We are not persuaded by the Association's argument that the court should not interfere with the internal affairs of a voluntary association absent fraud, lack of jurisdiction, or the invasion of property or pecuniary rights or interests. We agree with the trial court that it had jurisdiction. However, we do not concur in the results reached by the trial court.

The responsibility for the total educational process rests with the Legislature and the school officials. We must assume that they collectively are concerned with the development of the whole person without overemphasizing extra-curricular activities, including sports, so as not to interfere with the academic goals and responsibilities of life, which is the objective of the educational system. See also, Article VIII, Education, North Dakota Constitution.

Until the school system itself undertakes to administer the extra-curricular activities, or separates itself completely, the Association will have to continue to perform this function; otherwise we would have a vacuum in which each school would be guided solely by its own individual concepts which could invite disaster.

As stated in Bunger v. Iowa High School Activities Association, 197 N.W.2d 555, 561 (Iowa 1972):

"The association did not usurp the regulatory functions of individual schools; the schools turned over those functions to the association."

The purpose behind the Association's eligibility rules pertaining to athletics, found in Article XIII, Section X, may be stated as being two-fold: (1) to prevent schools from recruiting or pirating students for interscholastic competition; and (2) to eliminate athletics as a student's reason for transferring from one school to another.

We believe the purpose behind the rules is legitimate and that the Association's eligibility rules are reasonably related to that purpose. See, Quimby, supra, 455 P.2d at 1022.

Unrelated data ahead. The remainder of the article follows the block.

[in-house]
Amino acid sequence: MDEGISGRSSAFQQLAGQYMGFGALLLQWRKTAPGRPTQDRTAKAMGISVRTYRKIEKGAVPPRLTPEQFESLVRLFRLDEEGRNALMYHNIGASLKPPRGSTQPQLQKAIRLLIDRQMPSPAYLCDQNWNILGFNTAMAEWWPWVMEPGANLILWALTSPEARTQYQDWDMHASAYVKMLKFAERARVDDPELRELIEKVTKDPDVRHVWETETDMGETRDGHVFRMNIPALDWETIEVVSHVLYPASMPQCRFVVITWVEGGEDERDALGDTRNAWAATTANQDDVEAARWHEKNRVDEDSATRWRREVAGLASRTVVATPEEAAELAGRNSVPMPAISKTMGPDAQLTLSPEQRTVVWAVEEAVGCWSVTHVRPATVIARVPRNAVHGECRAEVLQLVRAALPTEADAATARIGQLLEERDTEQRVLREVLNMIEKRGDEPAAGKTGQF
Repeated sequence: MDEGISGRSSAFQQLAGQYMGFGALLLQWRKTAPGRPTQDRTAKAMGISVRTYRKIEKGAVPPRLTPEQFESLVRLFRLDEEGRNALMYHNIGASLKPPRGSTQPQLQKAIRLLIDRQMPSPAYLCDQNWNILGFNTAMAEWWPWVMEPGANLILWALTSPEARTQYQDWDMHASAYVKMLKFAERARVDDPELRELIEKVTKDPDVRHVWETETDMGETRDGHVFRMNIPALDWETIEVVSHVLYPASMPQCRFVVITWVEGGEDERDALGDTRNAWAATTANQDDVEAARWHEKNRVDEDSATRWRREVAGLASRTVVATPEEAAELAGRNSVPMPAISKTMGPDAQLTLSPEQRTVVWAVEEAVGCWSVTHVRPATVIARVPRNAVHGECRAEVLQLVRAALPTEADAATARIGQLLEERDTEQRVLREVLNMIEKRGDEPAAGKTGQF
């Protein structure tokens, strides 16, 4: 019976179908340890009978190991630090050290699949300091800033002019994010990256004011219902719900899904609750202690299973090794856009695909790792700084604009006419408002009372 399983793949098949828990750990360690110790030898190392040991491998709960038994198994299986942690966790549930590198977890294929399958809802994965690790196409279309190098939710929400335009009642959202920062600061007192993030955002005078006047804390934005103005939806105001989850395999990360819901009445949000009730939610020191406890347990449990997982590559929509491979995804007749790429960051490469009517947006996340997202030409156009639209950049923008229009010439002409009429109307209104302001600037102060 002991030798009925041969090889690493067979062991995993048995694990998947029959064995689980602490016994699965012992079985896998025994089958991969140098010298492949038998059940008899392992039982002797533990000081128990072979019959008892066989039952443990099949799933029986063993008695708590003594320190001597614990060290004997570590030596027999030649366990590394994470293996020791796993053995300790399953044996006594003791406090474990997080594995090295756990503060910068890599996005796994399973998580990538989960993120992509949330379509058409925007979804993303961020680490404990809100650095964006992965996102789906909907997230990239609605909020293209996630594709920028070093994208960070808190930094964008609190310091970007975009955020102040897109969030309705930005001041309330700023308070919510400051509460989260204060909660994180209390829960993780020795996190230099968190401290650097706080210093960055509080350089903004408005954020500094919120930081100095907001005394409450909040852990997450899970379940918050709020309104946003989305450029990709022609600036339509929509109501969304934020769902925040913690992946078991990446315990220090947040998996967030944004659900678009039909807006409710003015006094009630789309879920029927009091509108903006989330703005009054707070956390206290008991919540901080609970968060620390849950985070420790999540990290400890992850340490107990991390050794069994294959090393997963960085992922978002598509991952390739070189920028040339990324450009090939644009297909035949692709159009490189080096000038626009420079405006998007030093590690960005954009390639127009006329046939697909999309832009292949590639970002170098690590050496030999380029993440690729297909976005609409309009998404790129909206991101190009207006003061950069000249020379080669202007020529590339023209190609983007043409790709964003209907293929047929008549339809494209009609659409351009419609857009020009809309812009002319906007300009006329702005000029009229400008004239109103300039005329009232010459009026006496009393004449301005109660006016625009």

Court decisions have established that voluntary associations have the power to adopt reasonable bylaws and rules which, if not in violation of a law or public policy, will be binding upon their members. See, e. g., *926 Kentucky High School Athletic Association v. Hopkins County Board of Education, 552 S.W.2d 685 (Ky.App.1977). A general statement of the law is found at 6 Am. Jur.2d, Associations and Clubs, § 6:

"Constitutional provisions, bylaws, rules, and regulations of voluntary associations will be deemed to be valid and binding upon members consenting thereto so long as they are not immoral, unreasonable, contrary to public policy, or in contravention of the law of the land. Members may adopt and enforce any just, fair, and reasonable rules and regulations that may be needed to promote harmony among themselves and advance the best interests of the association, although the effect may be to limit the freedom of action that they would enjoy if they were not connected with the association."

In Libby v. Perry, 311 A.2d 527, 532 (Me. 1973), the Supreme Judicial Court of Maine recognized that the constitution and bylaws of a voluntary association, when not unreasonable or contrary to public policy or constitutional or statutory law, make up a valid and enforceable contract between the members and the association. The Court noted:

"An individual in becoming a member impliedly agrees to be bound by, and becomes a party to, such contract, and his rights and duties are measured by the terms of such constitution and bylaws."